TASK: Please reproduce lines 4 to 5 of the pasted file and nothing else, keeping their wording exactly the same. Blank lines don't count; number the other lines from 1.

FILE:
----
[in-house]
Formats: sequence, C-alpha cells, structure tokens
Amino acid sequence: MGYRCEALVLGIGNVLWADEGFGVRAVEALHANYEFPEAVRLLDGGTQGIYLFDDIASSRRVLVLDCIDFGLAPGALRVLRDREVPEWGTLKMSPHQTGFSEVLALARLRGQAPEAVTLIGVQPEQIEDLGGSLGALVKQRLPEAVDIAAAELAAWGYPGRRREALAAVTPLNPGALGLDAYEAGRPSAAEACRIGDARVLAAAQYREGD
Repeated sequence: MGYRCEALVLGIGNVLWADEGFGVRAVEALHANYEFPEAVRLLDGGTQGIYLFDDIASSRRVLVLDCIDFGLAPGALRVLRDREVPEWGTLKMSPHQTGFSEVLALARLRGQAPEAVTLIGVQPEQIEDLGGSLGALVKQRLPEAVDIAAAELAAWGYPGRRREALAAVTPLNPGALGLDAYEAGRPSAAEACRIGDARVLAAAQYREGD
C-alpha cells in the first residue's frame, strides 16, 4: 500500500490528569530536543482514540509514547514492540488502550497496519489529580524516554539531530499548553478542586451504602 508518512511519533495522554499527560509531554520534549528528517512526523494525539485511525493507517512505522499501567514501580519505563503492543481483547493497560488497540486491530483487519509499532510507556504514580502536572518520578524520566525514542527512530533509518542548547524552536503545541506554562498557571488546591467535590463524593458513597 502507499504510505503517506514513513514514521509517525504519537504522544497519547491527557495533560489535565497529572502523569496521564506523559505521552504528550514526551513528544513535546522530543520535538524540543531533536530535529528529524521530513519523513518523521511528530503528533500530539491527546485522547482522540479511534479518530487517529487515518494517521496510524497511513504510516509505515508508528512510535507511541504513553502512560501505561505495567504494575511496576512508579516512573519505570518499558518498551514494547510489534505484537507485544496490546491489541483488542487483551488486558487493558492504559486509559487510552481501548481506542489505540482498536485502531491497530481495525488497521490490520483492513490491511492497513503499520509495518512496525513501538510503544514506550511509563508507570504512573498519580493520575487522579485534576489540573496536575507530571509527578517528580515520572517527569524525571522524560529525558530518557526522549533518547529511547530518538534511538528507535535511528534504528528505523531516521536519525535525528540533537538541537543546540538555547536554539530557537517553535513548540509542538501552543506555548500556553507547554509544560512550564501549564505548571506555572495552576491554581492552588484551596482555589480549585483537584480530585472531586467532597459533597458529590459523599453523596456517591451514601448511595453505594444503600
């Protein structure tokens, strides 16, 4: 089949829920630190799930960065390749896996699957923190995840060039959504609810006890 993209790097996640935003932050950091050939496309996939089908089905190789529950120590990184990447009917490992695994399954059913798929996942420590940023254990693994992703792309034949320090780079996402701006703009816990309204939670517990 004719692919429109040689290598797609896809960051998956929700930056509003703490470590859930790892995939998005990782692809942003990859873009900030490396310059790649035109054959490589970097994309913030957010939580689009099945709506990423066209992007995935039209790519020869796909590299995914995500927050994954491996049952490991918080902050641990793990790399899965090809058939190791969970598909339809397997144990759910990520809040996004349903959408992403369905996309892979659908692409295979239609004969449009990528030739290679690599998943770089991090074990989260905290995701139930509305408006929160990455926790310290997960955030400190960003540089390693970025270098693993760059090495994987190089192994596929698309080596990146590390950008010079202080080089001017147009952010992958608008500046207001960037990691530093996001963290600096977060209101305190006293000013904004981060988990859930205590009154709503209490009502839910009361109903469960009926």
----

Repeated sequence: MGYRCEALVLGIGNVLWADEGFGVRAVEALHANYEFPEAVRLLDGGTQGIYLFDDIASSRRVLVLDCIDFGLAPGALRVLRDREVPEWGTLKMSPHQTGFSEVLALARLRGQAPEAVTLIGVQPEQIEDLGGSLGALVKQRLPEAVDIAAAELAAWGYPGRRREALAAVTPLNPGALGLDAYEAGRPSAAEACRIGDARVLAAAQYREGD
C-alpha cells in the first residue's frame, strides 16, 4: 500500500490528569530536543482514540509514547514492540488502550497496519489529580524516554539531530499548553478542586451504602 508518512511519533495522554499527560509531554520534549528528517512526523494525539485511525493507517512505522499501567514501580519505563503492543481483547493497560488497540486491530483487519509499532510507556504514580502536572518520578524520566525514542527512530533509518542548547524552536503545541506554562498557571488546591467535590463524593458513597 502507499504510505503517506514513513514514521509517525504519537504522544497519547491527557495533560489535565497529572502523569496521564506523559505521552504528550514526551513528544513535546522530543520535538524540543531533536530535529528529524521530513519523513518523521511528530503528533500530539491527546485522547482522540479511534479518530487517529487515518494517521496510524497511513504510516509505515508508528512510535507511541504513553502512560501505561505495567504494575511496576512508579516512573519505570518499558518498551514494547510489534505484537507485544496490546491489541483488542487483551488486558487493558492504559486509559487510552481501548481506542489505540482498536485502531491497530481495525488497521490490520483492513490491511492497513503499520509495518512496525513501538510503544514506550511509563508507570504512573498519580493520575487522579485534576489540573496536575507530571509527578517528580515520572517527569524525571522524560529525558530518557526522549533518547529511547530518538534511538528507535535511528534504528528505523531516521536519525535525528540533537538541537543546540538555547536554539530557537517553535513548540509542538501552543506555548500556553507547554509544560512550564501549564505548571506555572495552576491554581492552588484551596482555589480549585483537584480530585472531586467532597459533597458529590459523599453523596456517591451514601448511595453505594444503600